Sold the glitz of the cloud ivory tower, the lure of potential technology upgrades can seem like a fix-all solution to such clients. But with all the implementation considerations, many public service organisations end up finding it either too costly to complete their system implementations, or discover that after all the expense and time to go-live, the system doesn’t work as well for daily tasks and operations as they had hoped. It’s not that the software isn’t a good solution, but the way it’s been implemented simply doesn’t allow these organisations to get the best value out of it for their specific industry requirements. So, for the people on the ground, it’s a system that proves unworkable.
“If you don’t know what that innovation, that function or feature is going to do for your business, then how the hell is that access adding any value?”
This issue often arises from software vendors lacking the necessary micro-industry awareness and from system integrators (SIs) that are inexperienced for that vertical.
“Vendor expertise is in creating the best possible functions and features, and SIs need to be used for a fine-tuned industry-specific experience,” O’Brien explains. “But you can’t provide that proactive advice and guidance to customers unless you know their business. I’ve recognised some really common pitfalls and frustrations in other implementations that needed to have an industry best practice approach. Particularly in the public sector, businesses can get into a pressurised position, focussing on a replacement for a piece of unsupported technology.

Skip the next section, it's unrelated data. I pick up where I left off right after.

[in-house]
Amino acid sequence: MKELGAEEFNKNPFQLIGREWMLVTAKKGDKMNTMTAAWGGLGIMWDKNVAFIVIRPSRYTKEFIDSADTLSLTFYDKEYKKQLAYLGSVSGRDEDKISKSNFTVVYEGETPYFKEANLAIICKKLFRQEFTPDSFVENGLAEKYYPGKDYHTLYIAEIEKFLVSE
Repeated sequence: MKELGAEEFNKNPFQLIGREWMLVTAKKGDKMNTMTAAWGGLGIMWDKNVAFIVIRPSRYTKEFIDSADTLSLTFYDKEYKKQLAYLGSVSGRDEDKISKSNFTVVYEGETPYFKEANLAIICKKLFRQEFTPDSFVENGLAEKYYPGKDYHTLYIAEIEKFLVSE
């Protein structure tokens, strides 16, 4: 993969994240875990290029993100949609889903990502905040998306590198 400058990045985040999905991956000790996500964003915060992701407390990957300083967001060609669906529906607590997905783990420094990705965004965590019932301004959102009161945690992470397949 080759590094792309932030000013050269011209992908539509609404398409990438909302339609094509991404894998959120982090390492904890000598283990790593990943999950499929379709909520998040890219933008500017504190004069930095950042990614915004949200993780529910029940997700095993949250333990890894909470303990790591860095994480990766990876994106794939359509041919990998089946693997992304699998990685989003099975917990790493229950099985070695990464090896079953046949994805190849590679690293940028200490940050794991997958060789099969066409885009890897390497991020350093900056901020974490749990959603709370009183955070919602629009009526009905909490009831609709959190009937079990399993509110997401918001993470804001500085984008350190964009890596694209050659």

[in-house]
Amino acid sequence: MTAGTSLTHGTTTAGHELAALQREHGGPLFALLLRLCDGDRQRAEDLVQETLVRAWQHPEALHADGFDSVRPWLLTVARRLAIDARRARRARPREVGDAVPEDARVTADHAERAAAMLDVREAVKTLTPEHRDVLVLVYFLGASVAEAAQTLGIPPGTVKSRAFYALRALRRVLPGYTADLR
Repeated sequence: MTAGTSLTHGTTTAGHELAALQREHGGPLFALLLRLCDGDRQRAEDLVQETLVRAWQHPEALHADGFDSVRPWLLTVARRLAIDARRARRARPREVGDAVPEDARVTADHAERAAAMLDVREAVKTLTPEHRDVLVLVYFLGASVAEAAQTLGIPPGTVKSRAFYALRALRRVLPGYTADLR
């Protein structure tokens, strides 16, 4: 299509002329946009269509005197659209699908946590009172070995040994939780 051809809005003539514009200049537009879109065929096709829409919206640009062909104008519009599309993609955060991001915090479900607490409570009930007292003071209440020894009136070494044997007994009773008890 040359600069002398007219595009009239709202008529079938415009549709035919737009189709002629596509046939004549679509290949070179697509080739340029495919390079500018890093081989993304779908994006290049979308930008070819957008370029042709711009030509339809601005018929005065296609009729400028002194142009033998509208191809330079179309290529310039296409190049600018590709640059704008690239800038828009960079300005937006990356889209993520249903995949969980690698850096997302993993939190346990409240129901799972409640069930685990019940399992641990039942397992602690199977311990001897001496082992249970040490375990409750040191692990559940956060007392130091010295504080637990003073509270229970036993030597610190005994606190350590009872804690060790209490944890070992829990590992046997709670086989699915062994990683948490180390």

“I was seeing a lot of time being wasted, where the customers were being asked to effectively design their own system, particularly when you looked at large-scale public sector and not-for-profit. It’s a bit of a lottery for smaller and mid-sized organisations, too; they aren’t always big enough names to demand the attention or the authority, and so they can get inexperienced people while still being charged the same high day rate fee for a level of service they aren’t actually getting.”